J: Now, about your own writing methods – if you get stuck, is there any particular thing you do to get inspired again?

Walking into woods pic for Julia

A: I go for a walk with my dogs, sometimes alone, sometimes with my family. I read some books I love. I watch a film I think might inspire me – I have a cup – many cups – of tea. I sit quietly and pray. I talk to my dogs!

Wriyer Anne Both's dog sleeping

 This must have been a particularly boring idea! 

I write – often in my prayer journal – about how I can’t write, and most times that does the trick as I find that there are still lots of feelings and ideas out there, so I draw diagrams and write lists and sometimes – when no one is there apart from the dogs – I walk around the house talking to myself!

I have very recently 

Anne Booth's yurt jumper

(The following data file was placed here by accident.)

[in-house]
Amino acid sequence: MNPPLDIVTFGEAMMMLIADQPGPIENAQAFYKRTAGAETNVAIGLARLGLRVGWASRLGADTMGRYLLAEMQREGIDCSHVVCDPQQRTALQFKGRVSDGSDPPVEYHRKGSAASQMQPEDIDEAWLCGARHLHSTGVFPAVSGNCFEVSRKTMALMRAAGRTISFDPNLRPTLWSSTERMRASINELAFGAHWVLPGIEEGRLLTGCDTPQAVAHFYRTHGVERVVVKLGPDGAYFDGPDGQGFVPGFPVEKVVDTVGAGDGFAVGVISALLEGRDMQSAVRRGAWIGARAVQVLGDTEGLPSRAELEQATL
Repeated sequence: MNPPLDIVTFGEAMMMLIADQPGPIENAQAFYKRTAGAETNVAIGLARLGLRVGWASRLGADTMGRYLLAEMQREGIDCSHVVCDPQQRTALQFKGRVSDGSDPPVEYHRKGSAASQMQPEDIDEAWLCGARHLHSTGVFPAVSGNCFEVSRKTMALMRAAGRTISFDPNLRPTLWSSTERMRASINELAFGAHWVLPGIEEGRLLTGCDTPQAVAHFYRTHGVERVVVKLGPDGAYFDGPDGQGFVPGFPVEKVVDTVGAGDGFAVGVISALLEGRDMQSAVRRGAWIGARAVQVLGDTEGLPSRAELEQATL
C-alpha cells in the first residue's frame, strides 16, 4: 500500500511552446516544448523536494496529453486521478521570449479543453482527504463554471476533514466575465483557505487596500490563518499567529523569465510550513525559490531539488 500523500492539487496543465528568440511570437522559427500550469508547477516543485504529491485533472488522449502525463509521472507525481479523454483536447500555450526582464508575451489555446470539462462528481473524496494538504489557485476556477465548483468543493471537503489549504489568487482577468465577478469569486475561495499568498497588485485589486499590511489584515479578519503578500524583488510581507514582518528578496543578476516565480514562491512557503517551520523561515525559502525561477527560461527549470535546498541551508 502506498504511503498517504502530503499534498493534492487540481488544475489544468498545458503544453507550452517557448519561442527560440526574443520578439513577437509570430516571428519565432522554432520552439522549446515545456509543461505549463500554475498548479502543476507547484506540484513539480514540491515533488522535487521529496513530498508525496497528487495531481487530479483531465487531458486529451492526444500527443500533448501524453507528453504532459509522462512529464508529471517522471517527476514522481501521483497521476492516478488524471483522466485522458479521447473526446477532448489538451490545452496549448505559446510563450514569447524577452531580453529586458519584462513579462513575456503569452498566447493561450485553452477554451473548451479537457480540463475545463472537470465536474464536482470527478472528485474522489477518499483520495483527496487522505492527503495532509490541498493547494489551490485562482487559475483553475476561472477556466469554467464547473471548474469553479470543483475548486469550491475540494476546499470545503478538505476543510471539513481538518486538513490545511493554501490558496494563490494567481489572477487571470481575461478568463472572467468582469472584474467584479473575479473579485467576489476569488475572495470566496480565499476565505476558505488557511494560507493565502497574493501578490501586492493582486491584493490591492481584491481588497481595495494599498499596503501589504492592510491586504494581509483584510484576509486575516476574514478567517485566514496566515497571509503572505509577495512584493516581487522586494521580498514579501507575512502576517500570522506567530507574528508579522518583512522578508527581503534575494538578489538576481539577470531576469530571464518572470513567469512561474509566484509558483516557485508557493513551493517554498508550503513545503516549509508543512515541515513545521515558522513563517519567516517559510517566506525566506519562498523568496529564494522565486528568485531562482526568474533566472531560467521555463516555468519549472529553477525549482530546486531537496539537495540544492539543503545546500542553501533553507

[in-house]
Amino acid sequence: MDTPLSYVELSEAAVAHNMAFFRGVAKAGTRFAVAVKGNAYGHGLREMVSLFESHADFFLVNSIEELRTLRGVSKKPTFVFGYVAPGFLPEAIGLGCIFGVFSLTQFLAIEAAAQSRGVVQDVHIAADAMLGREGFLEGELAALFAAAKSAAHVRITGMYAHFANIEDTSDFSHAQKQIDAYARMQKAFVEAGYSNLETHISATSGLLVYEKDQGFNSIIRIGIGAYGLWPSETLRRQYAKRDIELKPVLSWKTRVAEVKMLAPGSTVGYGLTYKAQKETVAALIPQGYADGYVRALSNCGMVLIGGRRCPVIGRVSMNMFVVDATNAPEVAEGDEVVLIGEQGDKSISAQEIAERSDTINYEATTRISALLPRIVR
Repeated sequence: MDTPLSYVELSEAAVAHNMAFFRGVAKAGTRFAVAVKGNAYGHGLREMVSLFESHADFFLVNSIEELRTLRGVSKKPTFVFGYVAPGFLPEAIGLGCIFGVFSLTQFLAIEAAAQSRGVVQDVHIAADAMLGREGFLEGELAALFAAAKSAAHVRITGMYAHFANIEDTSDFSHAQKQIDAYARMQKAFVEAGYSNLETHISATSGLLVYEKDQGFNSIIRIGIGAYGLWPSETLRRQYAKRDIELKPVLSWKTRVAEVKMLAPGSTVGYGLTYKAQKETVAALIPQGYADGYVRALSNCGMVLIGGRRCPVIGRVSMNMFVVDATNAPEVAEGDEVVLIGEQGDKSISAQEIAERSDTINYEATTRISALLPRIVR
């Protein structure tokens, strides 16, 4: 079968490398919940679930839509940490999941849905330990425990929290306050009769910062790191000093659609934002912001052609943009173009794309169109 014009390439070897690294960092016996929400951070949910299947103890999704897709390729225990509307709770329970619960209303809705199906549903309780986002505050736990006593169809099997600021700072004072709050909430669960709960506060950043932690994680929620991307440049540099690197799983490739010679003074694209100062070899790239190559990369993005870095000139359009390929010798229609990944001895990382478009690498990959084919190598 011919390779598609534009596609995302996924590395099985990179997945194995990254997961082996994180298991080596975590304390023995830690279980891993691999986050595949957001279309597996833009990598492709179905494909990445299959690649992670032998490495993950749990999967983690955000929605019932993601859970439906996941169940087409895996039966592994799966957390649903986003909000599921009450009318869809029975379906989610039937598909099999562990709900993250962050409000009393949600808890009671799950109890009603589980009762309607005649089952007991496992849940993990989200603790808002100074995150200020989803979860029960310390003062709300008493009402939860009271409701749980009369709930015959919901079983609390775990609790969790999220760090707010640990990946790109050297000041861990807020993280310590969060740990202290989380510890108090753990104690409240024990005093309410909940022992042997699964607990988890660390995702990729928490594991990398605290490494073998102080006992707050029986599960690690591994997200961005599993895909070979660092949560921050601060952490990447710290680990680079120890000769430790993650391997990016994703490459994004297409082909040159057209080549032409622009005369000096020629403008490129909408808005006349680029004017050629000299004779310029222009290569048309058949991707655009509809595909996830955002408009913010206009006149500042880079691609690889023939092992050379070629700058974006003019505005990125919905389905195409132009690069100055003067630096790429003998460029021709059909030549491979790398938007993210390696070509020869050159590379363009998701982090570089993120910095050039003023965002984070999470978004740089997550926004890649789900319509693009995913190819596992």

found that in moments of despair sitting with my jumper over my head is surprisingly calming. There is one jumper that is particularly good – it is like having a little portable tent or yurt! I may mass produce it and sell it to writers! 

J: I really like the idea of a portable, wearable yurt. Please put me down for one when you go into production!

Next question – have your own children helped in any way with your writing?

A: I do find talking to and listening to my children very helpful. They make me laugh and are such good storytellers about their days that they give me lots of inspiration. They have been brilliantly patient at listening to me reading out scenes set in school and telling me if they are realistic or not.

J: We are so used to sassy, smart-mouthed main characters in teen fiction. Jessie, your narrator, is relatively unsophisticated in both behaviour and vocabulary. Can you tell me about your decisions behind creating her as she is?